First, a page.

Founded 2015 in St Louis by an investment banker who couldn’t find anything normal to wear, The Normal Brand is a well-priced, comfortable, and indeed truly normal collection. Quarter zips in a soft poly/cotton/spandex blend with a silicon wash are $68 retail, henleys and hoodies are $58. A Sherpa-lined quilted jacket is $155 and a zip bomber is $125. Also some great chore jackets and blazers, the collection has been picked up by golf shops and outdoor retailers in addition to menswear stores. A preview of the women’s line to come featured fabulously soft knit dresses, sweaters and bomber jackets, all well priced and truly comfortable.
Sasha at Luchiano Visconti did great with a super-soft travel coat, $135 cost, available private label, as is their travel pant at $39.50. Also booking well, their denim-friendly flocked shirt, a hot item at $46 cost.
At Good Man Brand, better specialty stores were ordering twill pants with carbon peaching, soft hoodies with rose gold tips, dressy performance pants and stadium jackets in tech fabrics, superfine merino knits, and great layering pieces including chore jackets and cool cardigans.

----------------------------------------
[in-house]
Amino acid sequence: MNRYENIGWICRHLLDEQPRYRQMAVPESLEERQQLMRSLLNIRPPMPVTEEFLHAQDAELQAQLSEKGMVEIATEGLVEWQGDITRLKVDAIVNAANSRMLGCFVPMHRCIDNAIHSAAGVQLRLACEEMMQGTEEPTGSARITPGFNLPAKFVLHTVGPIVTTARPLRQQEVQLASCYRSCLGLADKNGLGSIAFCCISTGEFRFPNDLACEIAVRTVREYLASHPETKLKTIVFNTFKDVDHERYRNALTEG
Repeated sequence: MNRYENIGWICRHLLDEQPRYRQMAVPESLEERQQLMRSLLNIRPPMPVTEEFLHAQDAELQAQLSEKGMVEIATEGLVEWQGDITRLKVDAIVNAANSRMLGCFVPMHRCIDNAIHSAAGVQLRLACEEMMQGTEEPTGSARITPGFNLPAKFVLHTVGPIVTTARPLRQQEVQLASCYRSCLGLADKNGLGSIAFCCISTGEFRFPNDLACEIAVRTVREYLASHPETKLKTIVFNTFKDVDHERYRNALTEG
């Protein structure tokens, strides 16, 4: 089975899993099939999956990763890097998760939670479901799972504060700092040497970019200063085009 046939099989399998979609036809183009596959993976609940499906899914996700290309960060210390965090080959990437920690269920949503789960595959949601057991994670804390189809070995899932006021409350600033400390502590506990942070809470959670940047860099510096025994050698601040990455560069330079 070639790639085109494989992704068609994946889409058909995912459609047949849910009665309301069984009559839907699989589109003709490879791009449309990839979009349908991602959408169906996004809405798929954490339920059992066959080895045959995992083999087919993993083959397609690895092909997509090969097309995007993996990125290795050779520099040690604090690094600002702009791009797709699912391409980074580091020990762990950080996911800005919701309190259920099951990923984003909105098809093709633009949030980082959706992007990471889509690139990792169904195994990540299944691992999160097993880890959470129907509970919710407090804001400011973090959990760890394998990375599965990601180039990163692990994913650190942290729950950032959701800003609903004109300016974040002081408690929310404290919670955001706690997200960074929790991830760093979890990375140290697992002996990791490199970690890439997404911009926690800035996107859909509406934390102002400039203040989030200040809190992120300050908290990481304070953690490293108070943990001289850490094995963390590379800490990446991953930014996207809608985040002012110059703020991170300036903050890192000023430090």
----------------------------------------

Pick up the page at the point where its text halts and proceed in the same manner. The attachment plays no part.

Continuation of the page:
Mark D’Angelo at Liverpool had great reaction to a new shawl collar cardigan in a soft cotton/acrylic blend at $98 retail and a crew at $79. A surprise hit for this hot denim brand was the travel suit in a rayon/nylon/spandex blend: $129 for the jacket (with inside zip pocket) and $98 for the pant. “For young guys, clothes need to have value,” sums up D’Angelo, adding that many stores would benefit from a few younger sellers.
DuckHead claims roots back to 1865 when two brothers (Civil War veterans) took army tent material and used it to make heavy cotton pants. (This type of heavy cloth was known as duck cloth, hence the name…) The brand gained its star status in the 1980s and ‘90s among college students in Oxford Mississippi. Rescued out of dormancy by Oxford Industries in late 2016 and now in 150 doors (200 by fall ’20), the brand is under the creative direction of Bill Thomas, who explains that his first job upon joining the brand in 2018 was to perfect the product. “Reviving a brand with bumps and bruises is a challenge but DuckHead is a genuine heritage brand and upgraded workwear is getting some buzz. We’re reviving our marketing on college campuses (we did 14 Game Day events with retailers) and, in addition to men’s specialty stores, we’re selling upscale outdoor stores. Finished bottom pants in five-pocket and traditional models at under $100 are appealing to retailers. And interestingly, while five-pocket is still outselling traditional by 3:2, the traditional model is gaining ground. Apparently, young guys don’t want to dress like their dads.”